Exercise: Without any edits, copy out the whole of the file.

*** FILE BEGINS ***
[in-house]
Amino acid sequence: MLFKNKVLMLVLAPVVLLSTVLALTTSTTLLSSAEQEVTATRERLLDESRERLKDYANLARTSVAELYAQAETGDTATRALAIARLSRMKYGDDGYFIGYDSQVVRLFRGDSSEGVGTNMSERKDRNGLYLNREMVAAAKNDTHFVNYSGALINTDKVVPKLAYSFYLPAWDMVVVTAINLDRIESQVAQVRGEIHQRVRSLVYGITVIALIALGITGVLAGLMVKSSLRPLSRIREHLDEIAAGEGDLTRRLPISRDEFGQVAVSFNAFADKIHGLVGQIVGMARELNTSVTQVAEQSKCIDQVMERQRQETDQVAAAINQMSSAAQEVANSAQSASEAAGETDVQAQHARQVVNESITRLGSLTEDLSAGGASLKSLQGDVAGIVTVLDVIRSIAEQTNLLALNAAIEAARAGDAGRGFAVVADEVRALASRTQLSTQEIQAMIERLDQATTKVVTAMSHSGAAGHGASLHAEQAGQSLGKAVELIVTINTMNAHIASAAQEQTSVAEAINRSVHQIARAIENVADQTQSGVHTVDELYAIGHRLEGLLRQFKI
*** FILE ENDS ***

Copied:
[in-house]
Amino acid sequence: MLFKNKVLMLVLAPVVLLSTVLALTTSTTLLSSAEQEVTATRERLLDESRERLKDYANLARTSVAELYAQAETGDTATRALAIARLSRMKYGDDGYFIGYDSQVVRLFRGDSSEGVGTNMSERKDRNGLYLNREMVAAAKNDTHFVNYSGALINTDKVVPKLAYSFYLPAWDMVVVTAINLDRIESQVAQVRGEIHQRVRSLVYGITVIALIALGITGVLAGLMVKSSLRPLSRIREHLDEIAAGEGDLTRRLPISRDEFGQVAVSFNAFADKIHGLVGQIVGMARELNTSVTQVAEQSKCIDQVMERQRQETDQVAAAINQMSSAAQEVANSAQSASEAAGETDVQAQHARQVVNESITRLGSLTEDLSAGGASLKSLQGDVAGIVTVLDVIRSIAEQTNLLALNAAIEAARAGDAGRGFAVVADEVRALASRTQLSTQEIQAMIERLDQATTKVVTAMSHSGAAGHGASLHAEQAGQSLGKAVELIVTINTMNAHIASAAQEQTSVAEAINRSVHQIARAIENVADQTQSGVHTVDELYAIGHRLEGLLRQFKI